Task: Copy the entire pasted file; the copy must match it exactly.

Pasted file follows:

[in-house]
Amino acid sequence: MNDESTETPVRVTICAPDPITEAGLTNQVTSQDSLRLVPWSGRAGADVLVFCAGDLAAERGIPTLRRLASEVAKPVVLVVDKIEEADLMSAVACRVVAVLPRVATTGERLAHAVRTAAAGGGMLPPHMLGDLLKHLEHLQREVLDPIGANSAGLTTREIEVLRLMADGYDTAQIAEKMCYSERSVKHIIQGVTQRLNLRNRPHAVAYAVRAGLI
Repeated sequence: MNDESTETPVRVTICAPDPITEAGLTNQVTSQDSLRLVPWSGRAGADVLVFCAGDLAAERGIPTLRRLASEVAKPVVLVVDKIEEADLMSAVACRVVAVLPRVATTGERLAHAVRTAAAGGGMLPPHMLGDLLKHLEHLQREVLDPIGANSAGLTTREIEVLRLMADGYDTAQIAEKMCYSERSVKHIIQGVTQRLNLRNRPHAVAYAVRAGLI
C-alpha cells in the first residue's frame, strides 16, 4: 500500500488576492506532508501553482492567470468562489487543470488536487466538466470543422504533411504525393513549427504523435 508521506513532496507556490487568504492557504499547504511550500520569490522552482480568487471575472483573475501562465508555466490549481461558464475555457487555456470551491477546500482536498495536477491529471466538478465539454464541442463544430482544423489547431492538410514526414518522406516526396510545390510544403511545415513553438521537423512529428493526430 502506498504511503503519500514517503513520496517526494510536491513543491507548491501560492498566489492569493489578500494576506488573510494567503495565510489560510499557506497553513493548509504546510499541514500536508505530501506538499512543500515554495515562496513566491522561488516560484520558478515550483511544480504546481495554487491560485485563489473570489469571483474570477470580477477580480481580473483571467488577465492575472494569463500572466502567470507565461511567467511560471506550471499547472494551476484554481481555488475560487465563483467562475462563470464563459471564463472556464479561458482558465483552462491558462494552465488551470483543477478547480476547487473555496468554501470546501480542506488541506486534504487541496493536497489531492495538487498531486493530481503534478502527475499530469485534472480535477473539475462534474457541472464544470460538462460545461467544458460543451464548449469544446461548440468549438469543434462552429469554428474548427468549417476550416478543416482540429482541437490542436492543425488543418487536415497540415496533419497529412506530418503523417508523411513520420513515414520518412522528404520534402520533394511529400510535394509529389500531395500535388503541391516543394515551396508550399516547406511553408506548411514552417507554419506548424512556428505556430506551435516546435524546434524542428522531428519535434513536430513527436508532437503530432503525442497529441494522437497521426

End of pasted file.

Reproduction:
[in-house]
Amino acid sequence: MNDESTETPVRVTICAPDPITEAGLTNQVTSQDSLRLVPWSGRAGADVLVFCAGDLAAERGIPTLRRLASEVAKPVVLVVDKIEEADLMSAVACRVVAVLPRVATTGERLAHAVRTAAAGGGMLPPHMLGDLLKHLEHLQREVLDPIGANSAGLTTREIEVLRLMADGYDTAQIAEKMCYSERSVKHIIQGVTQRLNLRNRPHAVAYAVRAGLI
Repeated sequence: MNDESTETPVRVTICAPDPITEAGLTNQVTSQDSLRLVPWSGRAGADVLVFCAGDLAAERGIPTLRRLASEVAKPVVLVVDKIEEADLMSAVACRVVAVLPRVATTGERLAHAVRTAAAGGGMLPPHMLGDLLKHLEHLQREVLDPIGANSAGLTTREIEVLRLMADGYDTAQIAEKMCYSERSVKHIIQGVTQRLNLRNRPHAVAYAVRAGLI
C-alpha cells in the first residue's frame, strides 16, 4: 500500500488576492506532508501553482492567470468562489487543470488536487466538466470543422504533411504525393513549427504523435 508521506513532496507556490487568504492557504499547504511550500520569490522552482480568487471575472483573475501562465508555466490549481461558464475555457487555456470551491477546500482536498495536477491529471466538478465539454464541442463544430482544423489547431492538410514526414518522406516526396510545390510544403511545415513553438521537423512529428493526430 502506498504511503503519500514517503513520496517526494510536491513543491507548491501560492498566489492569493489578500494576506488573510494567503495565510489560510499557506497553513493548509504546510499541514500536508505530501506538499512543500515554495515562496513566491522561488516560484520558478515550483511544480504546481495554487491560485485563489473570489469571483474570477470580477477580480481580473483571467488577465492575472494569463500572466502567470507565461511567467511560471506550471499547472494551476484554481481555488475560487465563483467562475462563470464563459471564463472556464479561458482558465483552462491558462494552465488551470483543477478547480476547487473555496468554501470546501480542506488541506486534504487541496493536497489531492495538487498531486493530481503534478502527475499530469485534472480535477473539475462534474457541472464544470460538462460545461467544458460543451464548449469544446461548440468549438469543434462552429469554428474548427468549417476550416478543416482540429482541437490542436492543425488543418487536415497540415496533419497529412506530418503523417508523411513520420513515414520518412522528404520534402520533394511529400510535394509529389500531395500535388503541391516543394515551396508550399516547406511553408506548411514552417507554419506548424512556428505556430506551435516546435524546434524542428522531428519535434513536430513527436508532437503530432503525442497529441494522437497521426